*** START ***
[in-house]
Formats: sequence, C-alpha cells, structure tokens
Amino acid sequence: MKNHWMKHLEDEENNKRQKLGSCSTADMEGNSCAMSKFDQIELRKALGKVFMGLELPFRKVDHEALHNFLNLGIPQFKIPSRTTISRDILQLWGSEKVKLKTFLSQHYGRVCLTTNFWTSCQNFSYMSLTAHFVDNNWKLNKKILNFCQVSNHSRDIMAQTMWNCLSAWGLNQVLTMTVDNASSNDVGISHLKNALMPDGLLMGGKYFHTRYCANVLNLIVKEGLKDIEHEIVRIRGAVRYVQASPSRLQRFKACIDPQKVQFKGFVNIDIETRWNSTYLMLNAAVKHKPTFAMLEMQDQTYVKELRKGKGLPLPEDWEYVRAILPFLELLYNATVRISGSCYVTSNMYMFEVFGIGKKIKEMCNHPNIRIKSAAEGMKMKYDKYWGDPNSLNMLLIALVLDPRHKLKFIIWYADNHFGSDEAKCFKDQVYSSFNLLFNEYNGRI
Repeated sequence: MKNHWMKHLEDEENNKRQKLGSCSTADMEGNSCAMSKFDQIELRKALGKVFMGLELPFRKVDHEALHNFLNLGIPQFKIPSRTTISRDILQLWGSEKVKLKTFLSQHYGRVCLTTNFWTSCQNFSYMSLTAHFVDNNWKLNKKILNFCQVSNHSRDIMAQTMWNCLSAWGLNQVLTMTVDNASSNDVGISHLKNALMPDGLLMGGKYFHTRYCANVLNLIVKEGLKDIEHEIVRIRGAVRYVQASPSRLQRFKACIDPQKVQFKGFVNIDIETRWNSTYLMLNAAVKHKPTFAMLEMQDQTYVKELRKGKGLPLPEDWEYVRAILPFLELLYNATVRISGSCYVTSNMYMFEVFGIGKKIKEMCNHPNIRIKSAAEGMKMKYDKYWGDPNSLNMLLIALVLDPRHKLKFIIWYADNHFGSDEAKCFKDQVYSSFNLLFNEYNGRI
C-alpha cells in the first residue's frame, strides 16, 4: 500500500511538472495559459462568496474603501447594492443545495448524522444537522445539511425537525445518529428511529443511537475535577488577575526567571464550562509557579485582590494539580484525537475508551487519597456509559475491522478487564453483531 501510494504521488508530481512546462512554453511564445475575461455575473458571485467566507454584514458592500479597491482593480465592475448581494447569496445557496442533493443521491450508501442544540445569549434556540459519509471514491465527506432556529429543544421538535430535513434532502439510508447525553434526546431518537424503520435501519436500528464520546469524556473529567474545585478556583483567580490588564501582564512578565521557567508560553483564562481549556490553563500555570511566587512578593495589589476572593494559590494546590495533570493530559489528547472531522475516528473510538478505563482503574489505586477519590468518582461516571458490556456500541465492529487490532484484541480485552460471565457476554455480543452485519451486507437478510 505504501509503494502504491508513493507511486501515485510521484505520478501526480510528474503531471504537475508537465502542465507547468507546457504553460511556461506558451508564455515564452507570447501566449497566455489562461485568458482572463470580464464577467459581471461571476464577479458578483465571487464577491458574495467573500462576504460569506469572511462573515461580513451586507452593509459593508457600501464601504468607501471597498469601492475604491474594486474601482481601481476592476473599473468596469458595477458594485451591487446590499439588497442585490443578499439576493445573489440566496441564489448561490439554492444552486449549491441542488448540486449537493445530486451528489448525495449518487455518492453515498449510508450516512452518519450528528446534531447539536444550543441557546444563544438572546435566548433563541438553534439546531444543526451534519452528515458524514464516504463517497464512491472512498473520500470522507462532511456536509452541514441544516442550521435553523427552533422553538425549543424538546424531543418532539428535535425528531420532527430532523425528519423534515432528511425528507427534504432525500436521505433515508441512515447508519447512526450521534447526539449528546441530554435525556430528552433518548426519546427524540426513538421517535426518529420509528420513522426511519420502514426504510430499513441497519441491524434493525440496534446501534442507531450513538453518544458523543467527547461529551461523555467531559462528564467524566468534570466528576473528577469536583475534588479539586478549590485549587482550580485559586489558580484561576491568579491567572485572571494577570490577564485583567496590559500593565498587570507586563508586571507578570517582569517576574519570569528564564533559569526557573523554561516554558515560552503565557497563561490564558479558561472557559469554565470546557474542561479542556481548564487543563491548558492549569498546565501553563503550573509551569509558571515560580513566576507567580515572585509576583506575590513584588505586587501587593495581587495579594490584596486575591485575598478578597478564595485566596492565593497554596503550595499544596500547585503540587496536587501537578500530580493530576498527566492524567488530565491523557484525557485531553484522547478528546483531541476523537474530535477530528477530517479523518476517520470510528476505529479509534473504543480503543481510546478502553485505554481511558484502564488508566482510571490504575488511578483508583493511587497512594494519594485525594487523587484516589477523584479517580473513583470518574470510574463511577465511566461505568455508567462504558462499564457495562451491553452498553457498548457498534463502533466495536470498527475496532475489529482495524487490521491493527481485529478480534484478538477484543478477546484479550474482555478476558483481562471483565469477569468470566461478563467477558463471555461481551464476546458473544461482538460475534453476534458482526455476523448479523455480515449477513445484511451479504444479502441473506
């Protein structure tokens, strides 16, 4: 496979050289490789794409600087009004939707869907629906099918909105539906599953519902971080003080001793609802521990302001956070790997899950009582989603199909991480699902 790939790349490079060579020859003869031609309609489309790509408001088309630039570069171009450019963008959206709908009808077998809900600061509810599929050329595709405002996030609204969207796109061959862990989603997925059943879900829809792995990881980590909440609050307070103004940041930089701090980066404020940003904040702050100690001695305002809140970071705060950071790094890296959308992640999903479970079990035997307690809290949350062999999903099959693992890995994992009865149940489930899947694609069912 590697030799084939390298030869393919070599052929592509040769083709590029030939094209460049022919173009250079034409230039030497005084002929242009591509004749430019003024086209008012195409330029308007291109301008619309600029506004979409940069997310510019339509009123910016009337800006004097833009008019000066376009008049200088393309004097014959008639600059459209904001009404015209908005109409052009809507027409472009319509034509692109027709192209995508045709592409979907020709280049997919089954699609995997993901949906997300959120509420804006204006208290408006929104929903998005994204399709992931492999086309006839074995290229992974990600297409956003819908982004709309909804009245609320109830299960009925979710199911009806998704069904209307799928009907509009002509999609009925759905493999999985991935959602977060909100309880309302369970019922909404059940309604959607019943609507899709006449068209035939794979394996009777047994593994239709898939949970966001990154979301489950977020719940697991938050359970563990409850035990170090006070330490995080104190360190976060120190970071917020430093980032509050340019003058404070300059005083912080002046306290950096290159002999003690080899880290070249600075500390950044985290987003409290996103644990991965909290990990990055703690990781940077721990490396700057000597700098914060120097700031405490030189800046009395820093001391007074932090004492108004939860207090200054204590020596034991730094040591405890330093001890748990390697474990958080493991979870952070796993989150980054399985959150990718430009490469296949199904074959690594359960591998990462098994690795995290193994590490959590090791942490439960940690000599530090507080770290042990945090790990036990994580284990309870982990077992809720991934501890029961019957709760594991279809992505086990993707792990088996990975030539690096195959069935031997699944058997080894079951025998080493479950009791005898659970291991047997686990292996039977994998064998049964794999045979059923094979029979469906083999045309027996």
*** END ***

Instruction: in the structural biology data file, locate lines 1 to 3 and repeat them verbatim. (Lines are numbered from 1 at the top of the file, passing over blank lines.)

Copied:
[in-house]
Formats: sequence, C-alpha cells, structure tokens
Amino acid sequence: MKNHWMKHLEDEENNKRQKLGSCSTADMEGNSCAMSKFDQIELRKALGKVFMGLELPFRKVDHEALHNFLNLGIPQFKIPSRTTISRDILQLWGSEKVKLKTFLSQHYGRVCLTTNFWTSCQNFSYMSLTAHFVDNNWKLNKKILNFCQVSNHSRDIMAQTMWNCLSAWGLNQVLTMTVDNASSNDVGISHLKNALMPDGLLMGGKYFHTRYCANVLNLIVKEGLKDIEHEIVRIRGAVRYVQASPSRLQRFKACIDPQKVQFKGFVNIDIETRWNSTYLMLNAAVKHKPTFAMLEMQDQTYVKELRKGKGLPLPEDWEYVRAILPFLELLYNATVRISGSCYVTSNMYMFEVFGIGKKIKEMCNHPNIRIKSAAEGMKMKYDKYWGDPNSLNMLLIALVLDPRHKLKFIIWYADNHFGSDEAKCFKDQVYSSFNLLFNEYNGRI